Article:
Private Tours of the San Diego Zoo

Keeping Distance at the Zoo? It’s Possible!

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aerial view of the San Diego Zoo in California USA

By Sherri Telenko

I grew up hearing about the San Diego Zoo on television and watching zoo experts parade interesting species across talk show stages. “World Renowned” were words usually proceeding mention of the zoo, and I visualized it just that: worlds’ away. From my living room in Ontario, Canada, California seemed a galaxy away–until I started travelling.

As an adult, I like going to zoos: well-landscaped, ethical zoos with conservation and education at the forefront. Yes, I know it’s controversial, but first-hand exposure to world wildlife might lead to the appreciation needed to protect it.

And yes, for some reason zoo visits are classic family affairs, and you’ll likely have to sidestep some screaming meltdowns–these days, just another great reason to social distance.

elephant at the San Diego Zoo in California USA

Want to be sure to keep your distance from others? The San Diego Zoo has a solution: private tours. That’s right! You can book one of three tram tours and ride around the 40-hectare park that’s home to more than 3,500 rare and endangered animals. Highlights include the African Rock exhibit and extensive elephant enclosures full of enhancement activities that can be viewed from overhead walkways, if you’re on the Discovery Tour.

Private tours come with a price tag. First, you’ll have to purchase a regular admission to the zoo (which obviously allows you to walk around on your own), then select your tour. The basic VIP tour is a 60-minute, $318 guided tour in your own shuttle for up to 6 people from the same household. This ‘Discovery Tour’ includes parts of the zoo (like the overhead walkways in the elephant enclosure) not accessible on the regular guided bus tour. Questions are easily answered.

Love cats? Of course, you do. The two-hour $525 Wild Cat Tour takes groups of six or fewer from the same household by foot and cart on an early morning adventure involving feeding and a close-up encounter with one of the most iconic creates at the zoo: big wild cats like lions, tigers, and leopards. (Which cats are featured does vary per tour.) Imagine the Instagram-able moments.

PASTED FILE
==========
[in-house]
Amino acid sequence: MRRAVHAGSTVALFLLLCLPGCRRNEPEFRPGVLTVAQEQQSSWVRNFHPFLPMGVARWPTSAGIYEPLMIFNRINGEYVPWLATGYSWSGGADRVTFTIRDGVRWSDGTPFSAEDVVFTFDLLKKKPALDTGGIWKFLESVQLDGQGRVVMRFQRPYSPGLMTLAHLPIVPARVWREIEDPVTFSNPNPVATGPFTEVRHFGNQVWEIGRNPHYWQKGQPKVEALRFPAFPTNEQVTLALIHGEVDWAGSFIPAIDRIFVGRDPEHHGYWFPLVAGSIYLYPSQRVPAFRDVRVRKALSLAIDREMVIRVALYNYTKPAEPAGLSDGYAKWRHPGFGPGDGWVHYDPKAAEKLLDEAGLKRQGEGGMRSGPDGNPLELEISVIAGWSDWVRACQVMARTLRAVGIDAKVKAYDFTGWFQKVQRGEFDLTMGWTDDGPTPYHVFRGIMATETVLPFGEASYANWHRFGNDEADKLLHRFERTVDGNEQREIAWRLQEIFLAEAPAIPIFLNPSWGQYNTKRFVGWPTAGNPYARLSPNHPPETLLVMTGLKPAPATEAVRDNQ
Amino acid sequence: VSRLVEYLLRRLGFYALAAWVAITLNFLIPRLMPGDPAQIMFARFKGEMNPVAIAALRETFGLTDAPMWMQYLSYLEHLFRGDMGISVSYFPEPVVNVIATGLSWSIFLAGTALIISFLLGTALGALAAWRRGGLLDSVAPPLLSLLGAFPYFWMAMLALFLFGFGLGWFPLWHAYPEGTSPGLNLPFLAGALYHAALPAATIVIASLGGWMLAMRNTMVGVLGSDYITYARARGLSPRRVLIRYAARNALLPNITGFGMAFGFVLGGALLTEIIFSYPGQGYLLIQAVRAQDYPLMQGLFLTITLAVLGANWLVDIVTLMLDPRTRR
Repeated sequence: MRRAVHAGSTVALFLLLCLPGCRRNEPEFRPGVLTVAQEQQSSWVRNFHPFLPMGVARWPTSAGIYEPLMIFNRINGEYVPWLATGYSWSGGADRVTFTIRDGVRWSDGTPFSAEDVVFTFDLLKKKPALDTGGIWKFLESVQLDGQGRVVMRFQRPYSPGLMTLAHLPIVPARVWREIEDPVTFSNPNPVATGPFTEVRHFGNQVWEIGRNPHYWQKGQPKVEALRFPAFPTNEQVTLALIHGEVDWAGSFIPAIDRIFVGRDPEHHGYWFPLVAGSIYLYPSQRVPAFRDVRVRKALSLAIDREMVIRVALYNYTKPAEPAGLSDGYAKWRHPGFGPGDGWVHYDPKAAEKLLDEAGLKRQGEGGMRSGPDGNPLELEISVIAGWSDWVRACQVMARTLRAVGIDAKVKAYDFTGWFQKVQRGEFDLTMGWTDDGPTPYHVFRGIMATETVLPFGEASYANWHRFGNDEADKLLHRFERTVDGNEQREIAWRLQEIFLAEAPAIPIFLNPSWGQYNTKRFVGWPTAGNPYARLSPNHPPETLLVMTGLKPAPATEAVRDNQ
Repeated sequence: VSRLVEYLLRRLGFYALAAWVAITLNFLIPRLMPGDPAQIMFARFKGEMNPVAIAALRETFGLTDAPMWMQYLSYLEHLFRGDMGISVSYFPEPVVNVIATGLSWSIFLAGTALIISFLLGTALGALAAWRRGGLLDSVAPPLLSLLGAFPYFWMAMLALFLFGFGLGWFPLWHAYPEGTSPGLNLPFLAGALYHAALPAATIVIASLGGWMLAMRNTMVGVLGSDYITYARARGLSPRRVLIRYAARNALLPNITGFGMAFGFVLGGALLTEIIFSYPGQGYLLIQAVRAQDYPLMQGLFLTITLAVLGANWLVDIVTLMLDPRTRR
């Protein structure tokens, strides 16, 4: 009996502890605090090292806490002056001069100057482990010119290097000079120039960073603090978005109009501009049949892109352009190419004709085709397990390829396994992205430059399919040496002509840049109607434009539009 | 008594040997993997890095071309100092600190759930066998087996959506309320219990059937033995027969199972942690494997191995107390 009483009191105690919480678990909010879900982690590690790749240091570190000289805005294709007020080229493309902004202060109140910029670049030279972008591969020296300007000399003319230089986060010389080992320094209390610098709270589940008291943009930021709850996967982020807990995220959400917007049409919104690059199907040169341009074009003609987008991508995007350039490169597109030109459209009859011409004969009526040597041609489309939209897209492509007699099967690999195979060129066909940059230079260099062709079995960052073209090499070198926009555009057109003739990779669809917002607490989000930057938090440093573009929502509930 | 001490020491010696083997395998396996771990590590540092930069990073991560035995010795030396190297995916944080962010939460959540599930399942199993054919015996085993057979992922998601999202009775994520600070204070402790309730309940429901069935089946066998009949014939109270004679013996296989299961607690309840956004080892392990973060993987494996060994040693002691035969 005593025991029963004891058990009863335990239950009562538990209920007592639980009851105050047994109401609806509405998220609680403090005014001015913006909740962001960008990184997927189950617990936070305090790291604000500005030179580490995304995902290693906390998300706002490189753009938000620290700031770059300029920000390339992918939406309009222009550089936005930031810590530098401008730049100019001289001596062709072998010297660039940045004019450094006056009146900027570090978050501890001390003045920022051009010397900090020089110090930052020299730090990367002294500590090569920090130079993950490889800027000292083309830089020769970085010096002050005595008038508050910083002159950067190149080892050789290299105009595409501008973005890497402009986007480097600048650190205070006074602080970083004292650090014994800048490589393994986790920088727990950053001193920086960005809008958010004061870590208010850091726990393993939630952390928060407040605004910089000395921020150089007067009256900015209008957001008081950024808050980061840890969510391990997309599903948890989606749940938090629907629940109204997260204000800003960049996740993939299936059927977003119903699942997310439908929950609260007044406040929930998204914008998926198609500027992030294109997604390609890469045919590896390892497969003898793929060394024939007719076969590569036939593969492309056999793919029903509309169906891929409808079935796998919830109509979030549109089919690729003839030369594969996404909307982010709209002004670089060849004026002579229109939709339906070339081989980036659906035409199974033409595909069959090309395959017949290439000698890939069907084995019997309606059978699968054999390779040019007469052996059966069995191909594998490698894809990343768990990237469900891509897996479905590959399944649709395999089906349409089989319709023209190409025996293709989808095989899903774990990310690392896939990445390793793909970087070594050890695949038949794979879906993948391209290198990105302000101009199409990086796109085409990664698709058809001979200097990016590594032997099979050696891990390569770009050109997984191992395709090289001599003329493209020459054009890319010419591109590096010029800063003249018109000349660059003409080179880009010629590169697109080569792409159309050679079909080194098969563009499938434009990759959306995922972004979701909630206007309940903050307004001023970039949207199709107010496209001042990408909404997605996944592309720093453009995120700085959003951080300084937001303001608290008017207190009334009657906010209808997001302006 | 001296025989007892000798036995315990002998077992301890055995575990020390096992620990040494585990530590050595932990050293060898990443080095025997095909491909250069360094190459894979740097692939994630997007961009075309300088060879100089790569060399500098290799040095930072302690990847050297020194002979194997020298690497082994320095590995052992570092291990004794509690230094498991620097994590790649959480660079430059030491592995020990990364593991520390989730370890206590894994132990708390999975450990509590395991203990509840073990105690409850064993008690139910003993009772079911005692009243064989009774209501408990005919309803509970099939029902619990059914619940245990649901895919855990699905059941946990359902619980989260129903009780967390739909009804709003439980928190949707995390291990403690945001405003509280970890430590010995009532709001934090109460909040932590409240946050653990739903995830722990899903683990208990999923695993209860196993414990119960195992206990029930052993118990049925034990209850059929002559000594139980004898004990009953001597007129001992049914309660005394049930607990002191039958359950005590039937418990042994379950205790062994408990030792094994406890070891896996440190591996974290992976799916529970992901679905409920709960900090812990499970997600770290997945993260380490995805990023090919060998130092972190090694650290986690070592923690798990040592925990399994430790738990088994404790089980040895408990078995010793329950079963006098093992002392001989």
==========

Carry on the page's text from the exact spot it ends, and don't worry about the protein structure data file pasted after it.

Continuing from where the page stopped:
It’s possible to view the zoo like a celebrity: The Exclusive VIP Experience takes you on a customizable, five-hour private tram tour tailored to your interests. Select the critters in the zoo you really want to learn about, enjoy the lunch that’s included, and get a lot of personalized attention. True to name, the VIP Experience comes with a VIP price tag: $675 per person and requires at least 72-hour notice.

black and white penguins on gravel at the San Diego Zoo in California USA

Whether or not you go the private tour route, there are some zoo highlights worth weaving through crowds to see. The African Rocks exhibit is one of the newest; it’s filled with penguins, which are guaranteed amusement. The dapper black and white birds frolic with each other over rock faces and swim with harmless Leopard Sharks in a deep, windowed aquarium.

Speaking of captivating, watching the troop of baboons (originally housed within concrete walls of a German zoo) enjoying a new more natural home is mesmerizing. Complex social hierarchies unfold among trees and rocky hills as mischievous baby baboons scurry between adults engaging in ‘enhancement’ activities.

monkey in a tree at the San Diego Zoo in California USA

Like any zoo that’s about giving the animals expansive enclosures, the park is big. An aerial tram with an escalator connecting two continents and a Kangaroo Express bus winding through the exhibits provide some short-cuts. Remember, there’s always the private tour, which might be the best value after all. Certainly, it’s the safest during the coronavirus pandemic.

The San Diego Zoo is a major feature of Balboa Park, which is likely a mandatory stop for first-time San Diego visitors. It has a weird history considering is was supposed to be temporary. First built for the 1915-16 Panama-California Exposition commemorating the opening of the Panama Canal, Balboa Park was later used as the site of the 1935-36 California-Pacific International Exposition. Thanks to the ornate Spanish-Renaissance buildings created for the original expo, this site evolved into a popular visitor destination. Replica permanent structures gradually replaced temporary ones then filled with museums and cafes surrounded by walkways and public gardens.

Balboa Park is so large is has its own pass valid for seven days that gets you into five of the 17 museums (yes, 17) including The San Diego Museum of Art, intermingled with eight themed gardens, include the Japanese Friendship Gardens, and yes, the San Diego Zoo.

– Photos courtesy Sherri Telenko

Featured products, services and/or travel arrangements may have been complimentary in part or in full; this affords the research opportunity but does not sway opinion.

Sherri TelenkoSherri Telenko is a freelance writer who spent years travelling with the perfect road-trip companion: her dog Victor at www.dogtrotting.net.

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